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Navigating the Legal Mase: AI's Impact on Compliance, Liability, and Regulations

In the global landscape of Artificial Intelligence (AI) regulation, the European Union has taken a pioneering step with the enactment of the Artificial Intelligence Act (AIA), aiming to foster trustworthy AI while addressing associated risks comprehensively. Now, attention is turning to Africa, where the African Union (AU) is poised to unveil its Continental Strategy on AI, signalling a pivotal moment for the continent's approach to AI governance. As Africa prepares to navigate this evolving regulatory landscape, organisations can rely on the expertise of LEX Africa to guide businesses in aligning with AI regulations across diverse African jurisdictions. The blog below explores these interesting regulatory frameworks in more detail.

The EU AI Regulatory Framework

According to the European Commission, the Artificial Intelligence Act (AIA) is the first-ever comprehensive legal framework for AI worldwide. The aim of this Act is to foster trustworthy AI in Europe and beyond by ensuring that AI systems respect fundamental rights, safety, and ethical principles and by addressing the risks of very powerful and impactful AI models. These regulations address the risks of AI and position Europe to play a leading role globally. The AIA aims to provide AI developers and deployers with clear requirements and obligations regarding specific uses of AI. At the same time, the regulation seeks to reduce administrative and financial burdens for businesses, in particular small and medium-sized enterprises (SMEs). These regulations are characterised by a risk-based approach, broad territorial scope, and emphasis on ethical principles, which we expand on below.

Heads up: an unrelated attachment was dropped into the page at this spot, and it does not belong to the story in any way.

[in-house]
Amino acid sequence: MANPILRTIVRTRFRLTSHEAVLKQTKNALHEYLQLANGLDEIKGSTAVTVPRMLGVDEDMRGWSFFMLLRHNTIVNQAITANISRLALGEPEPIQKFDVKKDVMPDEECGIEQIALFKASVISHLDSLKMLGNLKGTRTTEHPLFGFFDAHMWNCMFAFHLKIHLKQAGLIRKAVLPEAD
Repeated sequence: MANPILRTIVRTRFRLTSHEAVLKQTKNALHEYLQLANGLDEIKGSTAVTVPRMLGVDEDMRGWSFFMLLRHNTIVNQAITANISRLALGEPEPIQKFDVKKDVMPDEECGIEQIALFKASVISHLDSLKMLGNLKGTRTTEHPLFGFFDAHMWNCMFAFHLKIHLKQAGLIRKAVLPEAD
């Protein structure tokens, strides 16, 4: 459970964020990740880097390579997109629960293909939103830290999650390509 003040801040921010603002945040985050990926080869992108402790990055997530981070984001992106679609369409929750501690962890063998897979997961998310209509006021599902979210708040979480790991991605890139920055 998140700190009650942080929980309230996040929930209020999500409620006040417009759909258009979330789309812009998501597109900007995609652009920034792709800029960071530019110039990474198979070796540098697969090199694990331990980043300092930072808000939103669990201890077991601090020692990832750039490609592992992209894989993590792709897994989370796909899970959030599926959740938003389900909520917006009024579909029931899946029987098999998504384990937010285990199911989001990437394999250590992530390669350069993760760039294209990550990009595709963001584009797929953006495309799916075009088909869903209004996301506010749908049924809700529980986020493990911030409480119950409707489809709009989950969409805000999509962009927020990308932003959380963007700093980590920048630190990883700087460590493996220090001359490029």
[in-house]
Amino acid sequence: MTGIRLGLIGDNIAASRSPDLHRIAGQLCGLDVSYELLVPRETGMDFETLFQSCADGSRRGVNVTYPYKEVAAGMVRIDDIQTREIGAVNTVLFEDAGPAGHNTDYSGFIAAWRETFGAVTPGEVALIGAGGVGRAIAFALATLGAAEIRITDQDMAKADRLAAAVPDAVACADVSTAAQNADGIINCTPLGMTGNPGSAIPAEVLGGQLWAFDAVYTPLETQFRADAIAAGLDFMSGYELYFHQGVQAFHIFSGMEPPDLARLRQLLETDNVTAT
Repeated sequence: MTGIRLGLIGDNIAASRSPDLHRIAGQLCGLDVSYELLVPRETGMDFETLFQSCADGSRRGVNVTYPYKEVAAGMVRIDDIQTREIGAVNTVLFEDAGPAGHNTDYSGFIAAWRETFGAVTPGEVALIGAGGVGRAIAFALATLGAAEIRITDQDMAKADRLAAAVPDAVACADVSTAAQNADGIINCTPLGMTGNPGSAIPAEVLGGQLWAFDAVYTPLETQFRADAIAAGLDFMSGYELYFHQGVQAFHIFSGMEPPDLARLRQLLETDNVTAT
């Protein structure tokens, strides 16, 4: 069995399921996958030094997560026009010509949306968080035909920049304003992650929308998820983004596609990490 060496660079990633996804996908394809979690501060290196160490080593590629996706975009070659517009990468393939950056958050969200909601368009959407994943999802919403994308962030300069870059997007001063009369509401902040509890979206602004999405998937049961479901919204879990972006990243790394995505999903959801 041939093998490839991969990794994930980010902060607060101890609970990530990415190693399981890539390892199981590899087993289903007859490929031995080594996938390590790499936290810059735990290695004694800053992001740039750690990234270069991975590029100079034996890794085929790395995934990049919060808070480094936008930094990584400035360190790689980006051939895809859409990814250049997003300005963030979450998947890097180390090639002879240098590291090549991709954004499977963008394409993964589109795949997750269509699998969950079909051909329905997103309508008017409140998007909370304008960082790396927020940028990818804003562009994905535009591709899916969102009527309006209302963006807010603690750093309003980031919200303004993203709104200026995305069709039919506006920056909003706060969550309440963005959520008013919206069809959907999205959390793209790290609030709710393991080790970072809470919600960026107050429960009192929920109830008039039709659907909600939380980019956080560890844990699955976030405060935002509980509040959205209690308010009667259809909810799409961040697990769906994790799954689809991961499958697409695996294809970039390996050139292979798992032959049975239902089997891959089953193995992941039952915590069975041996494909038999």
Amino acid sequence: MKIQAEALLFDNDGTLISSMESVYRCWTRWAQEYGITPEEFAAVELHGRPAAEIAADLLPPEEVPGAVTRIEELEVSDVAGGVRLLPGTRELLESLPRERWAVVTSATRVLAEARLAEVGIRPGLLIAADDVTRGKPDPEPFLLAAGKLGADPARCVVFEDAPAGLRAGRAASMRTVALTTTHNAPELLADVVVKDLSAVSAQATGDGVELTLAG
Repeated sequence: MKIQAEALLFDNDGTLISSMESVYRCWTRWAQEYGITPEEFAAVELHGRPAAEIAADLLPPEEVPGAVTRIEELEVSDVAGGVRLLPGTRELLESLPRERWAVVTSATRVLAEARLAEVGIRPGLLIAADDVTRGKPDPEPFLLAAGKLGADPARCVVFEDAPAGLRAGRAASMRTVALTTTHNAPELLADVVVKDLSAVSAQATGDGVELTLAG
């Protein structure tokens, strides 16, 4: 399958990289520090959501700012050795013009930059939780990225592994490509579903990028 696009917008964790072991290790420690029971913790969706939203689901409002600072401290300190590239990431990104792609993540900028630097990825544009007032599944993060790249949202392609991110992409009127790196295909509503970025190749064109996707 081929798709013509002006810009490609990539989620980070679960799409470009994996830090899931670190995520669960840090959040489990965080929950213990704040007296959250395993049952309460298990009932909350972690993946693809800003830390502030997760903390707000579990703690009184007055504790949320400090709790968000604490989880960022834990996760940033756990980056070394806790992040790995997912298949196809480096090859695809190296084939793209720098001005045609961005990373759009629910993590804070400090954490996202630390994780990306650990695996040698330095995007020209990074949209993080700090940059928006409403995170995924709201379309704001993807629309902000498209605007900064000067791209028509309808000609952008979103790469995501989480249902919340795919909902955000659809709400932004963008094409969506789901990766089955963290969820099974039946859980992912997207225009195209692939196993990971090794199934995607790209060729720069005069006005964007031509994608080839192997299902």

Risk-Based Approach:

○ The AIA adopts a risk-based approach to AI regulation, categorising AI systems into three risk levels: unacceptable risk, high risk, and low risk.

○ Unacceptable risk AI systems, such as those used by governments for social scoring or manipulating individuals' behaviour in a way that could cause physical or psychological harm, are prohibited.

○ High-risk AI systems, including those used in critical sectors such as healthcare, transportation, and law enforcement, are subject to stringent regulatory requirements to ensure safety, transparency, and accountability.

○ Low-risk AI systems, such as chatbots and video games, are subject to minimal regulatory intervention, with a focus on voluntary codes of conduct and self-assessment.

Territorial Scope:

○ The AIA has a broad territorial scope, applying to both AI systems developed or deployed within the EU, and those provided from outside the EU but used within its jurisdiction.

○ This means that entities located outside the EU that offer AI products or services to EU citizens or operate within the EU market must comply with the AIA's requirements, particularly for high-risk AI systems.

○ The extraterritorial application of the AIA reflects the EU's commitment to ensuring a level playing field and protecting the rights and safety of EU citizens, regardless of where AI systems are developed or operated.

Regulatory Requirements:

For high-risk AI systems, the AIA imposes several regulatory requirements, including:

○ Data quality and governance: Ensuring the quality and reliability of training data and maintaining documentation on data sets used to train AI systems.